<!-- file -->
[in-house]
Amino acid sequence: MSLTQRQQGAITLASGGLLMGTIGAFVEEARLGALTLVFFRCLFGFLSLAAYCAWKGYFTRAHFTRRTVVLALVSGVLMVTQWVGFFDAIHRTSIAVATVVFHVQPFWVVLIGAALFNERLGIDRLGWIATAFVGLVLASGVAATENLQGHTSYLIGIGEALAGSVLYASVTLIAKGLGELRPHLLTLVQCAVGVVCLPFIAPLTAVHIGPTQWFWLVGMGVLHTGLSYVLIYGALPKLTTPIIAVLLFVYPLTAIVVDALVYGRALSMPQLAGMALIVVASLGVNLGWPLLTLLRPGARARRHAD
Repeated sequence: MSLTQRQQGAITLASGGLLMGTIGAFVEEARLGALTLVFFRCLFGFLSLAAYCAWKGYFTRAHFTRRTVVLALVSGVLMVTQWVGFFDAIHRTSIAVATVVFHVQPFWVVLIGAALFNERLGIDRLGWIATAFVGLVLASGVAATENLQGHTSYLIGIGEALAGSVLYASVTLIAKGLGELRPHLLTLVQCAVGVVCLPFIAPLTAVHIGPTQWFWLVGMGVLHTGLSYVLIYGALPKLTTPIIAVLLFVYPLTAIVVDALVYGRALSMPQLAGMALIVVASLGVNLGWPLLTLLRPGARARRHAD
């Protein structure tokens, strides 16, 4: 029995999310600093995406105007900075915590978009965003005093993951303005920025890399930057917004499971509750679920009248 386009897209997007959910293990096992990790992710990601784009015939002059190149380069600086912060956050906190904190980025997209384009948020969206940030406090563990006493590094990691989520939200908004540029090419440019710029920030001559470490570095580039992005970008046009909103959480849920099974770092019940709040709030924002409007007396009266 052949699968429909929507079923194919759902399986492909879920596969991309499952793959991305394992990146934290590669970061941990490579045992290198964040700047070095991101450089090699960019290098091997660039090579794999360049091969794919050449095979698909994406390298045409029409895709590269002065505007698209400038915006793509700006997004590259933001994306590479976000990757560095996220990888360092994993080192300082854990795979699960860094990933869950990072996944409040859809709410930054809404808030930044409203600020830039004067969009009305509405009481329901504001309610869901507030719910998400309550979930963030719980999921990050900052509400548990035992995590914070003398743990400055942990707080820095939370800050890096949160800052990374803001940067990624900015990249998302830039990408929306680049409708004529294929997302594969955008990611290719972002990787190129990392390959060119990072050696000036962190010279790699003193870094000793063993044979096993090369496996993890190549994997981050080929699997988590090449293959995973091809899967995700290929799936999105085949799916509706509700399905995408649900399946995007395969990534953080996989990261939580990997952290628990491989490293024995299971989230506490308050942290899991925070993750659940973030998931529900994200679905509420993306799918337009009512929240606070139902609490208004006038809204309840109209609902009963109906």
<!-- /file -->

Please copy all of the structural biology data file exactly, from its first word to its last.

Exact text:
[in-house]
Amino acid sequence: MSLTQRQQGAITLASGGLLMGTIGAFVEEARLGALTLVFFRCLFGFLSLAAYCAWKGYFTRAHFTRRTVVLALVSGVLMVTQWVGFFDAIHRTSIAVATVVFHVQPFWVVLIGAALFNERLGIDRLGWIATAFVGLVLASGVAATENLQGHTSYLIGIGEALAGSVLYASVTLIAKGLGELRPHLLTLVQCAVGVVCLPFIAPLTAVHIGPTQWFWLVGMGVLHTGLSYVLIYGALPKLTTPIIAVLLFVYPLTAIVVDALVYGRALSMPQLAGMALIVVASLGVNLGWPLLTLLRPGARARRHAD
Repeated sequence: MSLTQRQQGAITLASGGLLMGTIGAFVEEARLGALTLVFFRCLFGFLSLAAYCAWKGYFTRAHFTRRTVVLALVSGVLMVTQWVGFFDAIHRTSIAVATVVFHVQPFWVVLIGAALFNERLGIDRLGWIATAFVGLVLASGVAATENLQGHTSYLIGIGEALAGSVLYASVTLIAKGLGELRPHLLTLVQCAVGVVCLPFIAPLTAVHIGPTQWFWLVGMGVLHTGLSYVLIYGALPKLTTPIIAVLLFVYPLTAIVVDALVYGRALSMPQLAGMALIVVASLGVNLGWPLLTLLRPGARARRHAD
């Protein structure tokens, strides 16, 4: 029995999310600093995406105007900075915590978009965003005093993951303005920025890399930057917004499971509750679920009248 386009897209997007959910293990096992990790992710990601784009015939002059190149380069600086912060956050906190904190980025997209384009948020969206940030406090563990006493590094990691989520939200908004540029090419440019710029920030001559470490570095580039992005970008046009909103959480849920099974770092019940709040709030924002409007007396009266 052949699968429909929507079923194919759902399986492909879920596969991309499952793959991305394992990146934290590669970061941990490579045992290198964040700047070095991101450089090699960019290098091997660039090579794999360049091969794919050449095979698909994406390298045409029409895709590269002065505007698209400038915006793509700006997004590259933001994306590479976000990757560095996220990888360092994993080192300082854990795979699960860094990933869950990072996944409040859809709410930054809404808030930044409203600020830039004067969009009305509405009481329901504001309610869901507030719910998400309550979930963030719980999921990050900052509400548990035992995590914070003398743990400055942990707080820095939370800050890096949160800052990374803001940067990624900015990249998302830039990408929306680049409708004529294929997302594969955008990611290719972002990787190129990392390959060119990072050696000036962190010279790699003193870094000793063993044979096993090369496996993890190549994997981050080929699997988590090449293959995973091809899967995700290929799936999105085949799916509706509700399905995408649900399946995007395969990534953080996989990261939580990997952290628990491989490293024995299971989230506490308050942290899991925070993750659940973030998931529900994200679905509420993306799918337009009512929240606070139902609490208004006038809204309840109209609902009963109906």